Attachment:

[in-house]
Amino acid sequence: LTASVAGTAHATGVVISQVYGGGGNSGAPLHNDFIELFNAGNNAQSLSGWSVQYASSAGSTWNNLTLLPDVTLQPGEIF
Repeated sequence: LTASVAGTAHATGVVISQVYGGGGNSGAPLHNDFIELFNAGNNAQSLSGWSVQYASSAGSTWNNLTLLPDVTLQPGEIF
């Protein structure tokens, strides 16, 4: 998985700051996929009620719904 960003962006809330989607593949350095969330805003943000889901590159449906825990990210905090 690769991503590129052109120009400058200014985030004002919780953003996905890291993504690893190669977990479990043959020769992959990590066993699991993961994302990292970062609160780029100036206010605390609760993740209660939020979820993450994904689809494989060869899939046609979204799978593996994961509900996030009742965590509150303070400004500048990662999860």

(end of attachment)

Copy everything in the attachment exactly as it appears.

[in-house]
Amino acid sequence: LTASVAGTAHATGVVISQVYGGGGNSGAPLHNDFIELFNAGNNAQSLSGWSVQYASSAGSTWNNLTLLPDVTLQPGEIF
Repeated sequence: LTASVAGTAHATGVVISQVYGGGGNSGAPLHNDFIELFNAGNNAQSLSGWSVQYASSAGSTWNNLTLLPDVTLQPGEIF
């Protein structure tokens, strides 16, 4: 998985700051996929009620719904 960003962006809330989607593949350095969330805003943000889901590159449906825990990210905090 690769991503590129052109120009400058200014985030004002919780953003996905890291993504690893190669977990479990043959020769992959990590066993699991993961994302990292970062609160780029100036206010605390609760993740209660939020979820993450994904689809494989060869899939046609979204799978593996994961509900996030009742965590509150303070400004500048990662999860």